The Base Controller

Most, if not all, controllers extend the Controller. This gives us a way to define methods that will be the same for all our controllers. For example, if we need to create a logging method to log any controller request:

Any time we want to log a request, we can just call $this->logRequest(); in any controller. If you want to learn more, this section of Laravel's documentation provides detailed information about controllers.

Now let's hook up our view to our already-implemented route and controller.

Creating the Laravel View With the Blade Templating Engine

Laravel supports two ways to generate views for an application:

  • PHP-based views—these are views that make use of PHP as a templating language.
  • Blade-based views—these are views that make use of Laravel's built-in templating engine, called Blade.

The Blade Templating Engine is a templating framework that, similar to how the Smarty Templating Engine works, makes use of customized tags and functions to allow for better separation of presentation logic and application code.

For the sake of simplicity, we'll be utilizing the Blade Templating Engine, as opposed to the PHP-based views.

All view files that will make use of the Blade Templating Engine need to have a .blade.php extension. This tells Laravel to use the engine on the view file.

Now, back in our welcome.blade.php file, we do two things:

  1. We use forelse to loop through our to-do list and show them. If there is no item (i.e. we haven't saved any item yet), we instead show No Items Saved Yet.
  2. We set the route to POST to. We'll make our form work by adding a CSRF token to it. This is a security measure you take whenever you're posting data with forms.

Replace the contents of div.container with the following markup:

Notice how we used the is_complete value of each list item to decide the color of the button and text content. We'll come to how we change it very soon.

Also, we used the route() helper function provided by Blade to define a form submit action; we simply route to saveItem (that we created earlier) when this form is submitted.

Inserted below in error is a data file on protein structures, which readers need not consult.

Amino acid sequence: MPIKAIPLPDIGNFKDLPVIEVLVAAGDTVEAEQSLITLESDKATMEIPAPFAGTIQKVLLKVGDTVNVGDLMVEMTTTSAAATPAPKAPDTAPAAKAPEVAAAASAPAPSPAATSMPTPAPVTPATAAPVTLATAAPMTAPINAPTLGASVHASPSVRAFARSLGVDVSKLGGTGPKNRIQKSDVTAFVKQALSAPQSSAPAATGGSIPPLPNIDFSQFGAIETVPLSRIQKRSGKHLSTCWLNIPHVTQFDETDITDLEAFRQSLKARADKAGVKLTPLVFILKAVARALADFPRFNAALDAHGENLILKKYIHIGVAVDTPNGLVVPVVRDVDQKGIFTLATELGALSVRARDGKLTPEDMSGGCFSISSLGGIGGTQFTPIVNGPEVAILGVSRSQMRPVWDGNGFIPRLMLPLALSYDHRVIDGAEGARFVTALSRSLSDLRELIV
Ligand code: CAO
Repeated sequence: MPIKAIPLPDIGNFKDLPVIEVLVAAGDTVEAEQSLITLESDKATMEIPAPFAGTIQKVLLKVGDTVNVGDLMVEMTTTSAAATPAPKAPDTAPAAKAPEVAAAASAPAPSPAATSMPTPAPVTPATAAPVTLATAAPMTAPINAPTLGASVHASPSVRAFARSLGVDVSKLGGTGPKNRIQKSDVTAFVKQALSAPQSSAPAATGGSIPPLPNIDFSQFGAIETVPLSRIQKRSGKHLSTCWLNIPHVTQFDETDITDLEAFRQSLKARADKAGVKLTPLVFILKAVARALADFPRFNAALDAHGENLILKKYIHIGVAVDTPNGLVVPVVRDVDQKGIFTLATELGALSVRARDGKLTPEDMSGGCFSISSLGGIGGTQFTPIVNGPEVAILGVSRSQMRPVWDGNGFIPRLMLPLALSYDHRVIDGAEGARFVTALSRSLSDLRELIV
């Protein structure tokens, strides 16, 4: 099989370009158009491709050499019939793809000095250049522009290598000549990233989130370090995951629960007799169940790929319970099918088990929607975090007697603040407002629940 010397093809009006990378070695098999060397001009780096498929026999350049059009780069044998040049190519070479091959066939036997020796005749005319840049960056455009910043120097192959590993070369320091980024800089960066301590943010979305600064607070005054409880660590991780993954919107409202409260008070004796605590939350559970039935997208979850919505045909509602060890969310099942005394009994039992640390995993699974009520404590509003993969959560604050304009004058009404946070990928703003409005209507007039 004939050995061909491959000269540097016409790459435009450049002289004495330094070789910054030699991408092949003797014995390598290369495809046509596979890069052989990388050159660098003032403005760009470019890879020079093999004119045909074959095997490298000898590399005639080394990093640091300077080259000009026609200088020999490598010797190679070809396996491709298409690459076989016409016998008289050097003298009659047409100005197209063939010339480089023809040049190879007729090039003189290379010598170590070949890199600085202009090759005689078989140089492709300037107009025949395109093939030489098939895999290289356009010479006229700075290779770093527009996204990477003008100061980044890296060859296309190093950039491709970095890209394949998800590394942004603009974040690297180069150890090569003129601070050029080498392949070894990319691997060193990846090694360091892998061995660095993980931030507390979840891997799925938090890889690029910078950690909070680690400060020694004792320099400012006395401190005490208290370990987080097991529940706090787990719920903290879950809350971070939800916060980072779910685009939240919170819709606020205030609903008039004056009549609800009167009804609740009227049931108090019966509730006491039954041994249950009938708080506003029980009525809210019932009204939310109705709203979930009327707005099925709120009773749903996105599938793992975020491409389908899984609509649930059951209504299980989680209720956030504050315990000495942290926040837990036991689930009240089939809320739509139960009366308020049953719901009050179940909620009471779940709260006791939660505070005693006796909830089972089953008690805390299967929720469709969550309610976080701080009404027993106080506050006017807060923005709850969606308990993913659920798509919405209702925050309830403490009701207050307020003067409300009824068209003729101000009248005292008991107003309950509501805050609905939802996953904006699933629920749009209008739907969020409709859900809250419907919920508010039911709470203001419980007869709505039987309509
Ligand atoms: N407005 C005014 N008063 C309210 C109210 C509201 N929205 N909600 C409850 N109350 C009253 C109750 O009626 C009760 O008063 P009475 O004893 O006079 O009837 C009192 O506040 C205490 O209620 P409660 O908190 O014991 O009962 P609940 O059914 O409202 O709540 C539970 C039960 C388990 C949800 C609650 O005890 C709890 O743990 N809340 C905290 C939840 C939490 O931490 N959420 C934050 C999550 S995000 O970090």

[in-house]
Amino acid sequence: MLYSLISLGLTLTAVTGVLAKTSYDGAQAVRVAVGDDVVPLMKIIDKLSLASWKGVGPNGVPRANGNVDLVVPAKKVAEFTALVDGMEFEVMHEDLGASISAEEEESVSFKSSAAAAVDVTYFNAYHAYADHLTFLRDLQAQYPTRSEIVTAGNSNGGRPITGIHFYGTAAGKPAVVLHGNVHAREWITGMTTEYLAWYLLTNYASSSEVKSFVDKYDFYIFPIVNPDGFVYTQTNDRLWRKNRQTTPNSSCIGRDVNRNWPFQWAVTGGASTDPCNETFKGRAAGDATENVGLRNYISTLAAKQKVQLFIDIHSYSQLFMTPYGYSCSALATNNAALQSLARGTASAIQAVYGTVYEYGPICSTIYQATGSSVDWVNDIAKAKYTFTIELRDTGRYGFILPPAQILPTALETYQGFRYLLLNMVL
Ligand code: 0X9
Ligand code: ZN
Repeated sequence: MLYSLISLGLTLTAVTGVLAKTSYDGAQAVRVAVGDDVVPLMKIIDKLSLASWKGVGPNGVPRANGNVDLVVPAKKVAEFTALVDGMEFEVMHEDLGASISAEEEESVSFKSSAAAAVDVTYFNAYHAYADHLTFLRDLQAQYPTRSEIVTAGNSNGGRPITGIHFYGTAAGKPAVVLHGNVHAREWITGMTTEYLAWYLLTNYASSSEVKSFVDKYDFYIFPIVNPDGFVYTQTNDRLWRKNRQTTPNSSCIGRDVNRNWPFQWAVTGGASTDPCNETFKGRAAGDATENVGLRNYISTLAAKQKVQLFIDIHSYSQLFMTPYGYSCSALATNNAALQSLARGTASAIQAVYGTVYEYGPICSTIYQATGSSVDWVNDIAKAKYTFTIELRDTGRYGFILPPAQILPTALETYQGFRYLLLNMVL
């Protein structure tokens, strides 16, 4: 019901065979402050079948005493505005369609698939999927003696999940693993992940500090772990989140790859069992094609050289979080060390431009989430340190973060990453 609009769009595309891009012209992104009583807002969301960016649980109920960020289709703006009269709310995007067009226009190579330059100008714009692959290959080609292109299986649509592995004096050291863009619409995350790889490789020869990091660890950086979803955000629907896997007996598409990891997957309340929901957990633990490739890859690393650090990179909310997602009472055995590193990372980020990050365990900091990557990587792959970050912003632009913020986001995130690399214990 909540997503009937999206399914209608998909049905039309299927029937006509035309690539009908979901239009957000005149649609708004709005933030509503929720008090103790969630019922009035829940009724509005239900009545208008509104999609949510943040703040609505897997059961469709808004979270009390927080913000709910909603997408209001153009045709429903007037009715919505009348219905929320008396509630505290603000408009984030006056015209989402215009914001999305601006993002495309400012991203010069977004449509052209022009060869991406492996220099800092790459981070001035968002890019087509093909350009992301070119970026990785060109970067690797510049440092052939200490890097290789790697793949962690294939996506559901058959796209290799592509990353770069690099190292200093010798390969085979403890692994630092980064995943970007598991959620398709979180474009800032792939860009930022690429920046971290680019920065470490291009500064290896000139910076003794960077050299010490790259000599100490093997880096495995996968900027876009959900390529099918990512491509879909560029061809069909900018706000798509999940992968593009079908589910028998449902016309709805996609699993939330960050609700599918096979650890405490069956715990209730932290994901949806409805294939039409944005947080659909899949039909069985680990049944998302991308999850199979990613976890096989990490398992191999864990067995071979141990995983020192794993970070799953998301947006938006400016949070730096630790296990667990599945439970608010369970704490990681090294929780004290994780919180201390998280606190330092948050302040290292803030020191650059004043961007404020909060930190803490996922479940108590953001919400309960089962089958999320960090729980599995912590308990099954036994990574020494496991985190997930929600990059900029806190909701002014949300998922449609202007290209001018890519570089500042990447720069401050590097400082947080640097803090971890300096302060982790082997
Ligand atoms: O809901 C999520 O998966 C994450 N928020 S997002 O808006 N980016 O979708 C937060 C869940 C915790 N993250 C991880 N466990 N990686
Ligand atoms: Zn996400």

To test this out, navigate your browser to localhost:3000 to see the welcome page. Now type a to-do item in the text input and submit. The new item will be shown on the page. 

List ItemsList ItemsList Items
List Items

Also, go to your MySQL database and check the list_items table to confirm. While you're there, you'll notice that all the items have their is_complete column set to 0. One last thing we'll do is add the functionality for marking a to-do list as Completed.

If you recall, we already added the button for marking a to-do item as completed in the view. Now we need to define the route. Go to your web.php and add the following:

Because we need to know which list item is being marked, we pass its id to the markItem method in the controller since all items had an id column and we passed the id to route() inside the view.

Next, we define the method in the controller:

Now refresh your page at http://localhost:8000 and mark any item. The button colour and text content will change.

List ItemsList ItemsList Items
List Items

Now that we have our main layout, let's see how to include other sections inside it.

@section and @yield

Sections let us inject content into the main layout from within a view. To define which part of our main layout is a section, we surround it with @section and @yield_section Blade tags.

Supposing we want to create a navigation section and inject it into our main layout, welcome.blade.php. We create a new blade file and name it nav.blade.php in. In this file, we create a section called Navigation and define the markup for this section:

At this point, the navigation simply exists. To actually inject it inside the main layout, we use @yield.


The @yield function is used to bring a section into a layout file. To yield a section, we need to pass the correct path to that file inside the @yield function. To define the path, the starting point is the views folder.

For example, assuming that we created nav.blade.php inside the views folder, this is how we bring it into welcome.blade.php:

Importing Assets With @section and @yield

With @section and @yield, you can also load CSS and JS files to a page. This makes it possible to organize your application's layout in the best possible manner. 

To demonstrate, I'll create a third blade file and name it styles.blade.php. Inside this file, I'll bring in the stylesheet used in my app:

Instead of writing the styles directly in welcome.blade.php, I can simply do this instead:

There is so much more to learn about Blade. If you're interested in exploring further, be sure to check out the documentation.


After reading this tutorial, you've learned:

  • What Laravel is and how it's different from other PHP frameworks.
  • Where to download Laravel and how to set it up.
  • How Laravel's Routing system works.
  • How to create your first Laravel Controller.
  • How to create your first Laravel View.
  • How to use Laravel's Blade Templating Engine.

Laravel is truly an amazing framework. It's fast, simple, elegant, and so easy to use. It absolutely merits being considered as the framework to use for your next project.

The Laravel category on Envato Market is growing fast, too. There's a wide selection of useful scripts to help you with your projects, whether you want to build an image-sharing community, add avatar functionality, or much more.

Laravel scripts on Envato Market
Laravel scripts on Envato Market